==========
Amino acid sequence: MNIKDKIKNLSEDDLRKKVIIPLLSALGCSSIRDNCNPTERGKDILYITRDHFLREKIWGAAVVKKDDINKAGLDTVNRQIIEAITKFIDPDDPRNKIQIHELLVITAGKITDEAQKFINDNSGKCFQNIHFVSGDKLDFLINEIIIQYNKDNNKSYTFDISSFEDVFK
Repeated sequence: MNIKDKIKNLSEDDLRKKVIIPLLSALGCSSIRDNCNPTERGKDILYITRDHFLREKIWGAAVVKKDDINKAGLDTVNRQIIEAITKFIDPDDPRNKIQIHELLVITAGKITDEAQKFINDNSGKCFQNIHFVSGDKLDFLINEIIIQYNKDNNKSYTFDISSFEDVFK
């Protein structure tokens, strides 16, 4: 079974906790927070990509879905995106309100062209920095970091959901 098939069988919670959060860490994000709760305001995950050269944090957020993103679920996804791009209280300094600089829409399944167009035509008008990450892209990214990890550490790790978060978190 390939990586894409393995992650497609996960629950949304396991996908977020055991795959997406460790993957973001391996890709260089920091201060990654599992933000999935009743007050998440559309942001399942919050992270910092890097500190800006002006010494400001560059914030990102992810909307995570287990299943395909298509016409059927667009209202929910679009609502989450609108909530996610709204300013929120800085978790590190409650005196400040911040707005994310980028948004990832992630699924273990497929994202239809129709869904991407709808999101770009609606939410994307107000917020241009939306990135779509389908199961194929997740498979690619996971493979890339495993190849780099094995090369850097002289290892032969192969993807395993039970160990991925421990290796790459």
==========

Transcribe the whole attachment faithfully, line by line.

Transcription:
Amino acid sequence: MNIKDKIKNLSEDDLRKKVIIPLLSALGCSSIRDNCNPTERGKDILYITRDHFLREKIWGAAVVKKDDINKAGLDTVNRQIIEAITKFIDPDDPRNKIQIHELLVITAGKITDEAQKFINDNSGKCFQNIHFVSGDKLDFLINEIIIQYNKDNNKSYTFDISSFEDVFK
Repeated sequence: MNIKDKIKNLSEDDLRKKVIIPLLSALGCSSIRDNCNPTERGKDILYITRDHFLREKIWGAAVVKKDDINKAGLDTVNRQIIEAITKFIDPDDPRNKIQIHELLVITAGKITDEAQKFINDNSGKCFQNIHFVSGDKLDFLINEIIIQYNKDNNKSYTFDISSFEDVFK
């Protein structure tokens, strides 16, 4: 079974906790927070990509879905995106309100062209920095970091959901 098939069988919670959060860490994000709760305001995950050269944090957020993103679920996804791009209280300094600089829409399944167009035509008008990450892209990214990890550490790790978060978190 390939990586894409393995992650497609996960629950949304396991996908977020055991795959997406460790993957973001391996890709260089920091201060990654599992933000999935009743007050998440559309942001399942919050992270910092890097500190800006002006010494400001560059914030990102992810909307995570287990299943395909298509016409059927667009209202929910679009609502989450609108909530996610709204300013929120800085978790590190409650005196400040911040707005994310980028948004990832992630699924273990497929994202239809129709869904991407709808999101770009609606939410994307107000917020241009939306990135779509389908199961194929997740498979690619996971493979890339495993190849780099094995090369850097002289290892032969192969993807395993039970160990991925421990290796790459």